From time to time Paula and I discuss who inaugurated modernism in the arts, particularly poetry and painting. Mallarmé and Manet, mutually involved, are indisputably candidates, and not only because of their Raven, the first livre d’artiste, which I saw in Kitaj’s house in Los Angeles, along with a complete set of Manet’s prints. Yes, Manet is up there with Degas, in the captain’s tower, where modern art begins.
AR: You said the other day that Las Meninas is the greatest painting ever.
PR: I never said that.
AR: Yes you did.
PR: (Laughing, her perversity unmasked) Oh well, that’s what I thought when I said it.
I cannot remember what painting replaced the Velasquez in her eyes, quite likely a Goya or Picasso. Iberia rules OK, in Paula’s imaginaire. Consistency, as Emerson said, is the hobgoblin of small minds.
• Pre-Raphaelites •
Paula’s favourite painter associated with the Pre-Raphaelite Brotherhood is Augustus Leopold Egg. Older than the main members, Egg was a link back to Hogarth, and a friend of Richard Dadd and Charles Dickens. The paintings of the Pre-Raphaelites look, and therefore are, completely different to me now that I have Paula’s (and Duchamp’s) admiration for them hooked into my imaginaire, just as it has been shown that water at the same temperature in winter and summer feels different to the dipper.
This interest in their work was instilled by Paula early on since, in an undated letter to her (around 2002), I added a p.s.: ‘Do you remember the pomegranate in Rossetti’s Proserpina? I wonder what the Victorians made of that.’ After we had been around the grand Blake show at Tate Britain in 2019, Paula said we must pop upstairs and take a look at the three Augustus Egg paintings. To our surprise we learned later from the painter Arturo Di Stefano that Max Beckmann greatly admired Blake: ‘noble emanation of English genius.’ Andrea Rose in her tough-minded book Pre-Raphaelite Portraits argues that the representations of early Hollywood vamps like Louise Brooks and Greta Garbo were influenced heavily by the Pre-Raphaelites. She finds the portraits the Pre-Raphaelites painted sentimental and that they were best as illustrators. She has less time for Fanny Cornforth than I have. Maybe I too am being sentimental.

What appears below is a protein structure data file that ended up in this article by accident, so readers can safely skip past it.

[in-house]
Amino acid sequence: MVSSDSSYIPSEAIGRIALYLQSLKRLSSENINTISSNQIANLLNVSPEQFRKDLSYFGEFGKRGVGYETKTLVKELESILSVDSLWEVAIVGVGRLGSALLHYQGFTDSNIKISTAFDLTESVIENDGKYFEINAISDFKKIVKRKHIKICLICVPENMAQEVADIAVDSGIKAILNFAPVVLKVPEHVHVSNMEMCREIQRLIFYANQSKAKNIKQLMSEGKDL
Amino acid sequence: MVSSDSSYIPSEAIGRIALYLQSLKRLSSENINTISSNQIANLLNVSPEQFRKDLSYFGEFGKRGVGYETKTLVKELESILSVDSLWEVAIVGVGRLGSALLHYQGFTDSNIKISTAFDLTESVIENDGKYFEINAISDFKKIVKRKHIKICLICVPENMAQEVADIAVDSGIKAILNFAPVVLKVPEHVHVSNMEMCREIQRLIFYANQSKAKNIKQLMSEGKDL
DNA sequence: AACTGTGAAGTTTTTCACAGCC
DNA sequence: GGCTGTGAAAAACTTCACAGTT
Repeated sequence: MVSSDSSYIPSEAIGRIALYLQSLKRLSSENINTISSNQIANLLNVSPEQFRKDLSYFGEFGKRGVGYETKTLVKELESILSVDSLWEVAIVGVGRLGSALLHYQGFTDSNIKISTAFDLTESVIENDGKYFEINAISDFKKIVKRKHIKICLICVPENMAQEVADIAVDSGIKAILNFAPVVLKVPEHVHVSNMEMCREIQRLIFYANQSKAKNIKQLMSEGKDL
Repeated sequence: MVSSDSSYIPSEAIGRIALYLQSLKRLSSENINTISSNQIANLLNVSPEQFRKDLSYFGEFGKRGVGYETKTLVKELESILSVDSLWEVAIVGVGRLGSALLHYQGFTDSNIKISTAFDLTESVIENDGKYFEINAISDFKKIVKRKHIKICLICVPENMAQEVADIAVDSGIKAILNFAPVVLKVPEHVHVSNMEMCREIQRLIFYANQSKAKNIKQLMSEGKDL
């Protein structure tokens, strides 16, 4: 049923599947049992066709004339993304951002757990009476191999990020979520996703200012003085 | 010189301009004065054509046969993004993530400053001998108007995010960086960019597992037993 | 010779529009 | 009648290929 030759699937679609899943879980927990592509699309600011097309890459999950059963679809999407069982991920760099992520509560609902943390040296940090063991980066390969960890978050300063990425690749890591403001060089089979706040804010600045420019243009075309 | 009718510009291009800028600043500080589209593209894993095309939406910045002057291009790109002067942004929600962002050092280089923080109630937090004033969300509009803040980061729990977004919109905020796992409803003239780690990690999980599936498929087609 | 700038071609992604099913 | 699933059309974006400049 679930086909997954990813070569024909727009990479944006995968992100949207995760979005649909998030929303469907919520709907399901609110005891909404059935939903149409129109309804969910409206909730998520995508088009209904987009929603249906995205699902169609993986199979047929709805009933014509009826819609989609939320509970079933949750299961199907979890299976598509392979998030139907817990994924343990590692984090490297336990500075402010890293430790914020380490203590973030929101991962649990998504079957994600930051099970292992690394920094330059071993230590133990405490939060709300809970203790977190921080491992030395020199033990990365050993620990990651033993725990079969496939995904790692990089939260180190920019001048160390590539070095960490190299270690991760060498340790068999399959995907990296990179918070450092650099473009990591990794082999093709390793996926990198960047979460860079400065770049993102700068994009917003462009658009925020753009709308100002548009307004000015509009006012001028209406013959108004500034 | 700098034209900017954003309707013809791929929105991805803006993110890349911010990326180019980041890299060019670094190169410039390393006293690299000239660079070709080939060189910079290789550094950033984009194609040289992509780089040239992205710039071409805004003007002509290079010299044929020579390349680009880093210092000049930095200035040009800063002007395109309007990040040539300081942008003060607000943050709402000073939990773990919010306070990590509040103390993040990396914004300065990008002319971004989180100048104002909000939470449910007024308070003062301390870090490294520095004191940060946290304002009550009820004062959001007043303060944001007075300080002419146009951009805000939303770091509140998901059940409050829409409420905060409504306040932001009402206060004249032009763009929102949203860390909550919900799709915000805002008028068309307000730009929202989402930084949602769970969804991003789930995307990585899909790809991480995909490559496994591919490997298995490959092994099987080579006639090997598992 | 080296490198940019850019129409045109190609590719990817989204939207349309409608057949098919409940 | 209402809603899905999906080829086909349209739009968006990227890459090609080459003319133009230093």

Lizzie Siddal. Lizzie Siddal, lover and wife of Dante Gabriel Rossetti, appears in many paintings and sketches, as well as in poems by him and one by her future sister-in-law, Christina, In an Artist’s Studio: